> How is it to drive on Interstate 77 from North Carolina to Indiana? Is there a route I could take to avoid the mountains

How is it to drive on Interstate 77 from North Carolina to Indiana? Is there a route I could take to avoid the mountains

Posted at: 2015-04-14 
I am relocating from NC to Indiana and have never driven on the highway. I am scared and have no option but to drive myself after a friend backed out on me. I will be driving a 2000 Monte Carlo Chevy and I just would like any advice. Is I77 dangerous? Can I drive another route? How long do I have to drive through tunnels? Any advice will be appreciated. My concerns are hills, mountains, narrow roads and fog. Thanks

Except in rare circumstances, interstate highways do not have steep grades or sharp turns. You'll find those in the Rocky Mountains. You'll be much safer on the interstate than any alternate highway. The only way to avoid the Appalachian Mtns is to drive way south and across I-20. It will double your travel cost and travel time. The Appalachian Mountains are more like large hills. There are two tunnels, both in VA. Just stay in one lane in the tunnel and you'll be fine. It's the "lane changes" that cause traffic problems in tunnels. They are well lit so head lights are non necessarily needed.

77 North out of NC definitely has some long grades, but it is a good road. No hairpin turns, etc. It is interstate driving. Should not be a problem for a normal car. Only if you have a very heavy load like an 18 wheeler or motorhome, etc. should you exercise some additional caution. I don't recall any tunnels on any sections I have driven. Examine a map closely if short tunnels are a problem for you.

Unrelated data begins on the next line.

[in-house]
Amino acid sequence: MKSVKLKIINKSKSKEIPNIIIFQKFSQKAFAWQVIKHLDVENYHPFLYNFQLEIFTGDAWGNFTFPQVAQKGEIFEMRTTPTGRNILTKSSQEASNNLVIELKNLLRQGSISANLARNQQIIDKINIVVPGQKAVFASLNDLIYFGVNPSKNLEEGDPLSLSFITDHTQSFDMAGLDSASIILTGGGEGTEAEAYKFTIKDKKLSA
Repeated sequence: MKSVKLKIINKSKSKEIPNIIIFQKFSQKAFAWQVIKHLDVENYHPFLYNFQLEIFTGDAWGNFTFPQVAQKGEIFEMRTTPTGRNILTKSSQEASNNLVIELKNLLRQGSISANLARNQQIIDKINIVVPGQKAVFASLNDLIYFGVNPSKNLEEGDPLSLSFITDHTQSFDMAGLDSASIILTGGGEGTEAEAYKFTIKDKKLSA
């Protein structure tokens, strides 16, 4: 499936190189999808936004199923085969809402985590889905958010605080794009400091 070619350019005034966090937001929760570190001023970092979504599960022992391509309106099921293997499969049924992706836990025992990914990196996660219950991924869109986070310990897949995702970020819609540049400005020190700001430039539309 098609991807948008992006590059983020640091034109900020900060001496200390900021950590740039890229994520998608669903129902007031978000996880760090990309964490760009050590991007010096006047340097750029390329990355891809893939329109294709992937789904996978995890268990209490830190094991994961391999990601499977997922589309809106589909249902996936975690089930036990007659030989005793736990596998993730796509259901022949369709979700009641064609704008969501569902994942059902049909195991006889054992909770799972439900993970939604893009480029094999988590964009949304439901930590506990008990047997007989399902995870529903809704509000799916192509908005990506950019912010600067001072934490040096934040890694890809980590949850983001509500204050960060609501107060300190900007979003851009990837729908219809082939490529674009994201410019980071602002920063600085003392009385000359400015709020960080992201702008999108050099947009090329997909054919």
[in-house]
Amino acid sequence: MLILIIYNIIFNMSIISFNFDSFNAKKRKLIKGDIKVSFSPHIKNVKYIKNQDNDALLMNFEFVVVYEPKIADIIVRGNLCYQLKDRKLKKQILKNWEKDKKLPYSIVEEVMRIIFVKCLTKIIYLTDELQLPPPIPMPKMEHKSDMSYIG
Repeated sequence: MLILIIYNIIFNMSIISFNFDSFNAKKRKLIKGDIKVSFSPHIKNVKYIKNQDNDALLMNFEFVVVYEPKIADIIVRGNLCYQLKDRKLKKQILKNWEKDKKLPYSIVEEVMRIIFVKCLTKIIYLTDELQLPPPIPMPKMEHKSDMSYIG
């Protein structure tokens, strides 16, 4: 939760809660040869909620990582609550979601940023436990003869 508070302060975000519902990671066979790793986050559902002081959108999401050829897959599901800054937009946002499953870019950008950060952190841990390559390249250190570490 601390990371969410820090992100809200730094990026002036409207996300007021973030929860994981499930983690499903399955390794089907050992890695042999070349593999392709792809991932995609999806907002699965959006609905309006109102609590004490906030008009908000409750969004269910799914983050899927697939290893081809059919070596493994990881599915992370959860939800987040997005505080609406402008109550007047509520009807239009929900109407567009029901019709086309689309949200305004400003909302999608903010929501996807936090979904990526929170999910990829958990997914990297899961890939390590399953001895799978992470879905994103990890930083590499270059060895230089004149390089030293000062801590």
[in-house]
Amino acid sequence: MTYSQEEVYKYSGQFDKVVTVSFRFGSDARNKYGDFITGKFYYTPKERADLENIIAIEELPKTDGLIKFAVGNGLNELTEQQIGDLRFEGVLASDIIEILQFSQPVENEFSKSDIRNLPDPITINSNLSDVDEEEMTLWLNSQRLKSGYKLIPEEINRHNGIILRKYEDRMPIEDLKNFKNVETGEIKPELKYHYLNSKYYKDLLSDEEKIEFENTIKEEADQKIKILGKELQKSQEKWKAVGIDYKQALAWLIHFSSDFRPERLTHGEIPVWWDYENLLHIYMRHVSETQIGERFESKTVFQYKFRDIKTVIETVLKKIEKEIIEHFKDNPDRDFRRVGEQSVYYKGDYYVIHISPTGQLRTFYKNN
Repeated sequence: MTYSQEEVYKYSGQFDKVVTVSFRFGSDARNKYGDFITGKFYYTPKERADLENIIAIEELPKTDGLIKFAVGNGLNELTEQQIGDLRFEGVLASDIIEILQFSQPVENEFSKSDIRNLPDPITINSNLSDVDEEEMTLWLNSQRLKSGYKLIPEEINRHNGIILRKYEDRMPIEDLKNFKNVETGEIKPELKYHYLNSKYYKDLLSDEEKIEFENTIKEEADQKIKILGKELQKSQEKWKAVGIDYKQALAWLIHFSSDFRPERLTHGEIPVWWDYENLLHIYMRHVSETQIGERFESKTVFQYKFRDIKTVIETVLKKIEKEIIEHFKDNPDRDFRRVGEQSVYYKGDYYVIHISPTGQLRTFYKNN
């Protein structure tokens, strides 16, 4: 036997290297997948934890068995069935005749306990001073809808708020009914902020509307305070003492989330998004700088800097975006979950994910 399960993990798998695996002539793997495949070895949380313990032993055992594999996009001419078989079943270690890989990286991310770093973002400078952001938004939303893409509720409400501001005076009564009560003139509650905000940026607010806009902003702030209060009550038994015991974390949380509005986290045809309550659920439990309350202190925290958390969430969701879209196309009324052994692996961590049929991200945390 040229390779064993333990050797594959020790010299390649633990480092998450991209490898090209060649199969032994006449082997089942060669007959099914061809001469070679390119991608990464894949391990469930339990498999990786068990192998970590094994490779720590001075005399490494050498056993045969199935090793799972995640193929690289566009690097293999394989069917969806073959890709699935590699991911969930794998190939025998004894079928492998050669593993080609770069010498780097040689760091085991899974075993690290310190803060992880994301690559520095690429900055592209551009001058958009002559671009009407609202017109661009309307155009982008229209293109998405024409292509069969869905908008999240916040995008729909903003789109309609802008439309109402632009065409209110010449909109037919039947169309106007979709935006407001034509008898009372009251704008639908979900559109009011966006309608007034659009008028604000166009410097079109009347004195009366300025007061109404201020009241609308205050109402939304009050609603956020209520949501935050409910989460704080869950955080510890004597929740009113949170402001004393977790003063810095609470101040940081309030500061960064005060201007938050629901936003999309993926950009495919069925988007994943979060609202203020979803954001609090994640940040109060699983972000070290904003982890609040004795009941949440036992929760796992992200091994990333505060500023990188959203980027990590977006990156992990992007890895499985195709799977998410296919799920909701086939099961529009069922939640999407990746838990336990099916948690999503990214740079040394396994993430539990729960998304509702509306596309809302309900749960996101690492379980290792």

You need to look at a map. I77 does not go anywhere near Indiana. If you follow I77 you would end up in Cleveland Ohio.

Go to Google Maps and enter your starting point and destination and it will map out a good route for you. If you stay on the Interstate Highways they will always be big wide divided highways. No narrow mountain roads to worry about. Fog is usually not a problem, but you just have to monitor the weather forecast.

You cannot get to California without going though the mountains. But I found Interstate 40 is about as easy as they come. Pick up the 40 by the time you get to Oklahoma city and you will be fine. It does climb to 7000 feet though in New Mexico. But you will barely notice it.

In the 40, check out the Cadillac Ranch just west of Amarillo and the Meteor crater just before getting to Flagstaff.

One route (not necessarily better) is to go north on I-81 or I-95 north until you get to PA and then go west on I-76 or I-80. At this time of year, I don't recommend it, because of the risk of snow.

Take the mountains. You want to avoid unnecessary turnpikes. Enjoy the views.